In January I moved from Scotland to Frankfurt, where I’m living with my partner in a rented flat. Now we’re both working from the kitchen table, which is also the dining table as well as a catch-all storage facility. It’s a curious bubble-like existence. From the windows of the flat we can see the city but we can’t explore it. We’d like to study German but we can’t attend classes or meet people, so we sit on the sofa (the table is too cluttered) and read our textbooks.
We’re instructed to ‘Bleib zu Hause’ and this is what we are doing. Paradoxically this is the only way we can play any part in German society, by remaining apart from it in some sort of limbo – neither here nor there. Every time I hear the phrase ‘Bleib zu Hause’ it reminds me I’m in a short-term tenancy almost a thousand miles away from the place I normally call home.
I find I’m spending a lot of time looking out of the window at two trees whose names I don’t know in either English or German. Many birds seem to use these trees as a sort of staging post, a convenient place to stop and sing. This morning a bluetit stood on a branch and sang his two-note song ‘dee-DEE, dee-DEE’ for about half an hour, and with almost no traffic or airplane noise to compete against, the birdsong seemed almost hallucinatorily loud.
The view from the window has taken on a peculiar significance for me. We don’t have a balcony but the apartments in the adjacent building do, and on sunny days people appear on their balconies as if summoned onto a series of theatrical stages. Although they can’t see each other, I’m able to watch these people airing laundry, drinking coffee, strumming guitars, patting their dogs, or just sitting and apparently doing nothing. I am too embarrassed, too British, to contemplate waving at them or acknowledging their collective appearances. Really I should thank them for making my life marginally more interesting.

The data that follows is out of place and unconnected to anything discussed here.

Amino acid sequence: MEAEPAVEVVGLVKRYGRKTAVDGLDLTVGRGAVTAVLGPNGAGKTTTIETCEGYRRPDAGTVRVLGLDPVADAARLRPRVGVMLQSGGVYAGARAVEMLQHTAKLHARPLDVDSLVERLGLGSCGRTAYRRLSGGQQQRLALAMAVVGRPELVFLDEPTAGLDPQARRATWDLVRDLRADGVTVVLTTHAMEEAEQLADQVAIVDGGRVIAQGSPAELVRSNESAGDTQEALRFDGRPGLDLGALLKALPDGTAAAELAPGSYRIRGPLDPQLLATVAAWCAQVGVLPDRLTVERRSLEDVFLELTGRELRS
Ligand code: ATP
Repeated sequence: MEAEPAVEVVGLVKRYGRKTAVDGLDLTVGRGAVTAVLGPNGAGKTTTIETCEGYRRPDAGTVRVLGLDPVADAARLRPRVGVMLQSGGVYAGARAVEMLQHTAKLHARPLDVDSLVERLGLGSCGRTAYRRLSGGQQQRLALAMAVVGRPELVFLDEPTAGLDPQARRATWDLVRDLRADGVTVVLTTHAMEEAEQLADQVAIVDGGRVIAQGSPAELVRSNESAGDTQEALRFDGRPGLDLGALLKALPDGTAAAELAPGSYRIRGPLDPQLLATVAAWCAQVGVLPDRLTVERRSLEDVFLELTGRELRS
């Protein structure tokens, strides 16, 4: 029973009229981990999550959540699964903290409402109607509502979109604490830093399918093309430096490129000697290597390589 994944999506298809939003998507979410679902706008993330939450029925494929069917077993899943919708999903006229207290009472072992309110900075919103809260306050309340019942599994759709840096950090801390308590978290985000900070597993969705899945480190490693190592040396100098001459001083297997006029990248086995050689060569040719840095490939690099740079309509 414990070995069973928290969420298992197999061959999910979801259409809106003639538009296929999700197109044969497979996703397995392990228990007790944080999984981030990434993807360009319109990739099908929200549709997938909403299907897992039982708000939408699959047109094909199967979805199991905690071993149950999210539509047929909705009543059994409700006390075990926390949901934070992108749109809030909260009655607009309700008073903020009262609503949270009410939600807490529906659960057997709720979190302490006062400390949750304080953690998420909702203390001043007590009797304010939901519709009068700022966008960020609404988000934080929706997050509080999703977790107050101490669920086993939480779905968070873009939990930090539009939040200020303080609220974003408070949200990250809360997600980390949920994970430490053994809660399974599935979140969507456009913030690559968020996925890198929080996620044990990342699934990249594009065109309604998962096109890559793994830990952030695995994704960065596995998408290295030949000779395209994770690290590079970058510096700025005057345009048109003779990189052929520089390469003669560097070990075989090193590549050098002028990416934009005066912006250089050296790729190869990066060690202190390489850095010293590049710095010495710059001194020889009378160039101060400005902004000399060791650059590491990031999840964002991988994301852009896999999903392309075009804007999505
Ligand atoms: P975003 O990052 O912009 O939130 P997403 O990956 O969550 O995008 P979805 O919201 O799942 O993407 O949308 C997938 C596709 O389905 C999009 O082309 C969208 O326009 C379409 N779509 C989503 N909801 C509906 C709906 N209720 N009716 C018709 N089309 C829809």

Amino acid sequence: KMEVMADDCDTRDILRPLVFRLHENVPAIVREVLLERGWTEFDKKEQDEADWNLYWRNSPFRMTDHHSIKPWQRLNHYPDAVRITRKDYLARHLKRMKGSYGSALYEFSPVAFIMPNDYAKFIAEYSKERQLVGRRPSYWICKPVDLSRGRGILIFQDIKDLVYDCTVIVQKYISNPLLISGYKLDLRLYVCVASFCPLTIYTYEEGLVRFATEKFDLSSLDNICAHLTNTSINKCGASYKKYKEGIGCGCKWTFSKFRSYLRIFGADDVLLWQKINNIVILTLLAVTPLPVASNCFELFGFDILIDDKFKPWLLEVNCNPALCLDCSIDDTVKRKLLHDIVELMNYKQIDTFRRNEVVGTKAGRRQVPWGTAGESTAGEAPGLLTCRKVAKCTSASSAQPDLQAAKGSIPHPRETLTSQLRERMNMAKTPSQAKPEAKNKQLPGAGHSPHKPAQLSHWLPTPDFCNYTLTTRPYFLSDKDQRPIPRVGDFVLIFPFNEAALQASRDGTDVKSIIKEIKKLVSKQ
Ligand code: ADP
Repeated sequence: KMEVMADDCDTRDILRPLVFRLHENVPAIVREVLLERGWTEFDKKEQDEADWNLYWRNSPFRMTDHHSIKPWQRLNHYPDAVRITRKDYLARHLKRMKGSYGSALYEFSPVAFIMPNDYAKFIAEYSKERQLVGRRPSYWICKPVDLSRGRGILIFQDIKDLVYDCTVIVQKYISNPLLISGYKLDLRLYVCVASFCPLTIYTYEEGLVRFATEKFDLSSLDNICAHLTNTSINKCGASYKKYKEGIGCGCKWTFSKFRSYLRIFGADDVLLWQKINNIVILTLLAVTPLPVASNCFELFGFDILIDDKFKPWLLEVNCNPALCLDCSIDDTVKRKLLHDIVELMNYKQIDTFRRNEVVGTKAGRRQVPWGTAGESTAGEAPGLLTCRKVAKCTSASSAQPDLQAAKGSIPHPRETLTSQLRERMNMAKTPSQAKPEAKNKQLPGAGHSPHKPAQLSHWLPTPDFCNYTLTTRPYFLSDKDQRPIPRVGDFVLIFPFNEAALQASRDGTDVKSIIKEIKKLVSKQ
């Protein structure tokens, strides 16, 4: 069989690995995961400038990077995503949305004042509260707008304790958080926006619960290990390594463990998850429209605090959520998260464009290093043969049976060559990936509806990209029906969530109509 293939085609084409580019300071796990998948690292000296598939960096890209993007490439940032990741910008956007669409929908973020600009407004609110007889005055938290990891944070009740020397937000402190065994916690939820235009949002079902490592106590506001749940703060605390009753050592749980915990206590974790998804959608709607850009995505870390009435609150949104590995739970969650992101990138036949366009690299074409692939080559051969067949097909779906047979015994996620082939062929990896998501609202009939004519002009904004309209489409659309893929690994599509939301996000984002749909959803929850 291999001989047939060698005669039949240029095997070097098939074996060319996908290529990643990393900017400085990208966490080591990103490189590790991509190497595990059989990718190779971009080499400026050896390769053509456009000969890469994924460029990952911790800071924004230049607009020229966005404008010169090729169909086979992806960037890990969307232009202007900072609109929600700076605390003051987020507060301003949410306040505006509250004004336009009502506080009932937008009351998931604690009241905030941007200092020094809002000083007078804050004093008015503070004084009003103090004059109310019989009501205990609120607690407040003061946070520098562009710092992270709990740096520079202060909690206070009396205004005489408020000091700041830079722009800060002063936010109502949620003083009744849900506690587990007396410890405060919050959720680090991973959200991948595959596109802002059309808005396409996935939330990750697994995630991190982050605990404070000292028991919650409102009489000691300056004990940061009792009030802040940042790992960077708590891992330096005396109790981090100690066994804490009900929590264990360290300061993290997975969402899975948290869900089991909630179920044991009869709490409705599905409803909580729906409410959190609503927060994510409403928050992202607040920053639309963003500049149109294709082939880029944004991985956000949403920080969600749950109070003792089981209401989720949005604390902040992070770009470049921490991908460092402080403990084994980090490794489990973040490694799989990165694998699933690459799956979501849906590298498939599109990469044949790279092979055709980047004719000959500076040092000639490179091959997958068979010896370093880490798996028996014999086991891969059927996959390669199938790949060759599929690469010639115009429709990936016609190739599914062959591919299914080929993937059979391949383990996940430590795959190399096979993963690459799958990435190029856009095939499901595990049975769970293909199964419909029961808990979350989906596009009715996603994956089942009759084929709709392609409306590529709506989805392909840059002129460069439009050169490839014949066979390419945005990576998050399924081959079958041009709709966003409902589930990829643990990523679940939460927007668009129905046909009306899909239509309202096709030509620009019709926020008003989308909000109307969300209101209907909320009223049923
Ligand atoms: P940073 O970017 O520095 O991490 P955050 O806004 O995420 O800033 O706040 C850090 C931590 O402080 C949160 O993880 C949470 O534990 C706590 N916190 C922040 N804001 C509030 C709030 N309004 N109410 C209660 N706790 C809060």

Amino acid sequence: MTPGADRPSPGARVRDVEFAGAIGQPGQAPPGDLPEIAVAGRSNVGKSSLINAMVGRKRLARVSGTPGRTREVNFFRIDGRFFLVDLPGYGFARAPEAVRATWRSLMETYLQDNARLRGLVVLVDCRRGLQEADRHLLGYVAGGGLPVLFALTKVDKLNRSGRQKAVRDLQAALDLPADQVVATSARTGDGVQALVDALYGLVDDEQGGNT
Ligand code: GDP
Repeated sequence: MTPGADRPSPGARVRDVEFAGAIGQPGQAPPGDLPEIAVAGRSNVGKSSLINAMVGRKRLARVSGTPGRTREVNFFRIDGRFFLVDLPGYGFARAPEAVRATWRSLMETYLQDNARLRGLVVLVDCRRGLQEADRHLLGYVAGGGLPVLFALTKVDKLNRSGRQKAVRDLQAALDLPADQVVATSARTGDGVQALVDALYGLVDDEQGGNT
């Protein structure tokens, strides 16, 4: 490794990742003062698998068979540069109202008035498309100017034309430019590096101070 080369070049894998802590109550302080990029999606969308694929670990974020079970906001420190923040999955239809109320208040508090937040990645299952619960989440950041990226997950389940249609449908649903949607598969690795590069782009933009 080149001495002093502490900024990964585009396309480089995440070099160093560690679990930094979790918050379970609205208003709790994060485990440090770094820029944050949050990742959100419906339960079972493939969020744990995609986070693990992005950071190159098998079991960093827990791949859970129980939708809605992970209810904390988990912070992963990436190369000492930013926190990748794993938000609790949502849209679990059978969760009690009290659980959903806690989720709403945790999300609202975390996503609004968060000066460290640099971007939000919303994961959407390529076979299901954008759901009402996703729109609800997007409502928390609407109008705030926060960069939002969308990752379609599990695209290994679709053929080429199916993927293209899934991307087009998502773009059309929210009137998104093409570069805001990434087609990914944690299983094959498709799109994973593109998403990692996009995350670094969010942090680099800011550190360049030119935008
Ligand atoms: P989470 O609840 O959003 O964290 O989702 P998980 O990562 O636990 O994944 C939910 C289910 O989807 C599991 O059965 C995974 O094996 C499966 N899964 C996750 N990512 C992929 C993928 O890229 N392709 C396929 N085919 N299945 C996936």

We only planned to stay in this apartment for a few months while we looked for a more longterm home. Now it’s very difficult, of course, to go and view potential places to live. More and more landlords are creating virtual tours of their apartments so you can click on a button and wander through a video. This has a feeling of the uncanny about it. It is easy to drift through someone else’s home not accompanied by anyone, not even your own body, as you pass (as if by magic) into the bathroom, noting the towels hanging from the radiators, and the kitchen implements lined up ready for use as if the real occupants are hiding from you – both they and you are invisible.
In spite of the virus, I have learnt something about my family’s past, thanks to a small jug. When I first came to Frankfurt, I was astonished to see grey and blue pottery jugs everywhere (they’re called Bembel and they’re used to serve the apple wine that the city is famous for – very bad photo taken by me of one below). I hadn’t seen one of these since I was a child, in my grandmother’s flat in north London. Then, I never made the connection between north London and Frankfurt. The jug of my childhood simply belonged to my grandmother, was not obviously part of my family’s history in a way that the German novels or the old photographs were. It was only when I saw the jug in the Frankfurt café that I realised the earlier one was a refugee, and had made the difficult journey with my grandfather from Frankfurt to England in the 1930s. I only now figured out part of the story of the jug, helped by the one I saw in the present day.